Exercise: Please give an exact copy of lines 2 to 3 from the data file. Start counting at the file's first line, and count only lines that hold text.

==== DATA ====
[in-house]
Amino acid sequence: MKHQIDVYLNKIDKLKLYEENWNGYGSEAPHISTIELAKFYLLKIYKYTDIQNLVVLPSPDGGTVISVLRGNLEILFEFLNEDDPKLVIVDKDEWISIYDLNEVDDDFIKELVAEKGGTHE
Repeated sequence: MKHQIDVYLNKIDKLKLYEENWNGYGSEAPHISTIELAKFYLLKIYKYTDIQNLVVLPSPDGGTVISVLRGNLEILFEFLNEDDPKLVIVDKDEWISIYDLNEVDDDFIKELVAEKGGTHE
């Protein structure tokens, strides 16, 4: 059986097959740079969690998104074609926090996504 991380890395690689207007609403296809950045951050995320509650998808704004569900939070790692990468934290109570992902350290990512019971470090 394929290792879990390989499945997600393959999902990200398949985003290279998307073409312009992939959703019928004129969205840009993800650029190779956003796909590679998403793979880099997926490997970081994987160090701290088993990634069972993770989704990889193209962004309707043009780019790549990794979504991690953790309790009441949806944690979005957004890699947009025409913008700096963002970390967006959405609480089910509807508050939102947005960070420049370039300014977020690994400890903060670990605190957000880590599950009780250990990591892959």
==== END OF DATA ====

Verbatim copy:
Amino acid sequence: MKHQIDVYLNKIDKLKLYEENWNGYGSEAPHISTIELAKFYLLKIYKYTDIQNLVVLPSPDGGTVISVLRGNLEILFEFLNEDDPKLVIVDKDEWISIYDLNEVDDDFIKELVAEKGGTHE
Repeated sequence: MKHQIDVYLNKIDKLKLYEENWNGYGSEAPHISTIELAKFYLLKIYKYTDIQNLVVLPSPDGGTVISVLRGNLEILFEFLNEDDPKLVIVDKDEWISIYDLNEVDDDFIKELVAEKGGTHE